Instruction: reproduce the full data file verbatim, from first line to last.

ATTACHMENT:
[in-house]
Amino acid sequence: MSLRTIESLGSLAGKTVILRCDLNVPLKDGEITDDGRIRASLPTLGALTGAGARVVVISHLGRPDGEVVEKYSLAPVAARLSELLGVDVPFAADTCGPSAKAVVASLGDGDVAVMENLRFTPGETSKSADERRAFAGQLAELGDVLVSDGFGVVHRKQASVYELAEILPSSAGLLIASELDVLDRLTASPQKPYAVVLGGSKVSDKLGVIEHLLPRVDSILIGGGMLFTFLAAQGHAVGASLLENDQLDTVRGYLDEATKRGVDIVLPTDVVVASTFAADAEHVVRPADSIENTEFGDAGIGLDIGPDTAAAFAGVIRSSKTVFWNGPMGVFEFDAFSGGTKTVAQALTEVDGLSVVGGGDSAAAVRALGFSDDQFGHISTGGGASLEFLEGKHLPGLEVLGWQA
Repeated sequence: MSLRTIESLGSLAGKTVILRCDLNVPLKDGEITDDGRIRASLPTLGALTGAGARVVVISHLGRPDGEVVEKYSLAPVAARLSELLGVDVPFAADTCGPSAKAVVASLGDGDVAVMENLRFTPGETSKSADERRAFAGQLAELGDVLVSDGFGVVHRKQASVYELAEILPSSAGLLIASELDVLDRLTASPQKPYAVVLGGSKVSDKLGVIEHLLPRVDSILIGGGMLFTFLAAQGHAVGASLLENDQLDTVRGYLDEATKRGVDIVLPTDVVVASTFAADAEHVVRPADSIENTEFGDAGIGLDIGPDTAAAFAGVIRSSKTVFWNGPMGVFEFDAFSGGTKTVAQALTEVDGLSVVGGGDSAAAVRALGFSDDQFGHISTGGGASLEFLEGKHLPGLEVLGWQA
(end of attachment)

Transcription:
[in-house]
Amino acid sequence: MSLRTIESLGSLAGKTVILRCDLNVPLKDGEITDDGRIRASLPTLGALTGAGARVVVISHLGRPDGEVVEKYSLAPVAARLSELLGVDVPFAADTCGPSAKAVVASLGDGDVAVMENLRFTPGETSKSADERRAFAGQLAELGDVLVSDGFGVVHRKQASVYELAEILPSSAGLLIASELDVLDRLTASPQKPYAVVLGGSKVSDKLGVIEHLLPRVDSILIGGGMLFTFLAAQGHAVGASLLENDQLDTVRGYLDEATKRGVDIVLPTDVVVASTFAADAEHVVRPADSIENTEFGDAGIGLDIGPDTAAAFAGVIRSSKTVFWNGPMGVFEFDAFSGGTKTVAQALTEVDGLSVVGGGDSAAAVRALGFSDDQFGHISTGGGASLEFLEGKHLPGLEVLGWQA
Repeated sequence: MSLRTIESLGSLAGKTVILRCDLNVPLKDGEITDDGRIRASLPTLGALTGAGARVVVISHLGRPDGEVVEKYSLAPVAARLSELLGVDVPFAADTCGPSAKAVVASLGDGDVAVMENLRFTPGETSKSADERRAFAGQLAELGDVLVSDGFGVVHRKQASVYELAEILPSSAGLLIASELDVLDRLTASPQKPYAVVLGGSKVSDKLGVIEHLLPRVDSILIGGGMLFTFLAAQGHAVGASLLENDQLDTVRGYLDEATKRGVDIVLPTDVVVASTFAADAEHVVRPADSIENTEFGDAGIGLDIGPDTAAAFAGVIRSSKTVFWNGPMGVFEFDAFSGGTKTVAQALTEVDGLSVVGGGDSAAAVRALGFSDDQFGHISTGGGASLEFLEGKHLPGLEVLGWQA